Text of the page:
OMA&D Academic Counseling Services

FISH 230 Economics of Fisheries and Oceans (5) I&S/NW, Prof. Chris Anderson (cmand@uw.edu)

MWF 10:30-11:50

This course explores how and why people interact with the oceans, and why these interactions often lead to environmental degradation. To develop this understanding, students will use the tools and methods of economics to examine current threats to ocean environments including why overfishing occurs, why coastal dead zones are increasing, why oil spills occur, and more.

Prerequisites: None – open to anyone at the UW
Meets Natural World and Individual & Societies Requirements

Did you know?

  • A 15-year-old girl in Sri Lanka has a better chance of living to age 60 than a 15-year-old girl living in the US.
  • The US, one of the wealthiest nations in the world, ranks just 51st in life expectancy and infant mortality?
  • That 47 babies die every day in the US that wouldn’t if we had Sweden’s infant mortality rate.

If you’re surprised– even incredulous –  HSERV 482 / G H 490 is the course for you.

Population Health HSERV 482/G H 490 explores what makes a country more or less healthy in comparison to others.  Why do Japanese women enjoy increasingly better health status in comparison to all other nations?  Why is length of life declining for US women? In almost a third of counties?  Why are there no pockets of exceptional health status in the US even though we spend about $2.8 trillion dollars a year for medical care, almost half of the world’s total?

The course gets rave student reviews:

  • “This is the best class I have ever taken”
  • “This is one of those amazing classes that can change not only your way of approaching life but how you can view our society and our world”
  • “I’ve never thought of health this way.  Stephen always presented complex ideas that I’m still thinking about….”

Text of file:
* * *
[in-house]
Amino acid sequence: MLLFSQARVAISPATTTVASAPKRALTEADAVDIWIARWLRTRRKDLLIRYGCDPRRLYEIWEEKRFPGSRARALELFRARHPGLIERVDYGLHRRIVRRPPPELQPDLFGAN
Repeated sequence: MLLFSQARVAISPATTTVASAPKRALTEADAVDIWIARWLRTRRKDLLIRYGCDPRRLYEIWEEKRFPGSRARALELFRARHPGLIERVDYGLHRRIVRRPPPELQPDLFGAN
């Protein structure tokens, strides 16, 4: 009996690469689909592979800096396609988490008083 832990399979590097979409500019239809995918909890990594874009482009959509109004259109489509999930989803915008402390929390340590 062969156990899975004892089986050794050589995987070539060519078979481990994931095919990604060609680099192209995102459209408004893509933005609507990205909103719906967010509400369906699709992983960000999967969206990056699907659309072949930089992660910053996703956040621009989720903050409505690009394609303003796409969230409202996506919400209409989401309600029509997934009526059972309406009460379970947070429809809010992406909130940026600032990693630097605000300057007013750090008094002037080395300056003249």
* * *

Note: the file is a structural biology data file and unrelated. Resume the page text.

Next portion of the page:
• “Everyone should take this course.  In fact it should be a university requirement.  Totally revolutionary way to look at health.”

Utilizing the active learning classroom at Odegaard, we grapple with novel concepts through lecture and small group interactive exercises complemented by lively section meetings with outstanding TAs.  Students use their creativity to share the concepts learned with a community or communities of their choosing.

No prerequisites except an open mind. 

Class meets M/F 9 to 10:20 plus an hour’s section meeting.  4 credits, qualifies for I&S as well as well as GH Minor or PH Major.

MCAT’s revisions include material on social determinants of health covered here.

SLN  14726 (HSERV 482) or 14277 (G H 490)

If any questions contact instructor:  Stephen Bezruchka sabez@uw.edu

NEW IN SPRING 2014!

FISH 260 Recreational Fisheries: Science, Management, and Policy (3/5) I&S/NW, Prof. Chris Grue (cgrue@uw.edu)
FISH 260A (5cr, lecture and lab) TTh 10:30-12:20 and T 5:00-7:00
FISH 260B (3cr, lecture only) TTh 10:30-12:20

“Hook, Line and Sinker”
Learn about scientific, societal, and political contexts within which recreational fisheries are managed and opportunities and issues facing recreational anglers. Optional lab focuses on science and technology behind tactics, tackle and equipment; ways to minimize environmental impacts and enhance conservation of target and non-target species; challenges associated with regulation enforcement and more.

Open to anyone at the UW; appropriate for students without a strong science background
Meets Natural World and Individual & Societies Requirements
No pre-reqs but students should be of sophomore standing or higher

Samantha Scherer, Student Services Manager and Undergrad Advising
UW School of Aquatic & Fishery Sciences  |  Fishery Sciences Bldg, Suite116  |  206-543-7457
Office Hours: Monday – Friday, 8:00-4:30
Website  |  Student Services Blog  |  Facebook

 

Please view link below:

GRE Prep and math Flyer Final 2014

General Studies 350B

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The UW OMA&D High School Tutor/Mentor program provides support to high school students who are strenuously preparing for post-secondary matriculation.  The tutoring program is comprised of University of Washington student tutors/mentors and high school students in the inner city school district.  UW students use their high school experience along with their UW education to assist or guide high school students to become independent learners.  This tutor/mentor program sends UW students to local Seattle high schools to work as tutors, mentors, and classroom assistants to support the schools in improving retention and ultimately college admissions rates.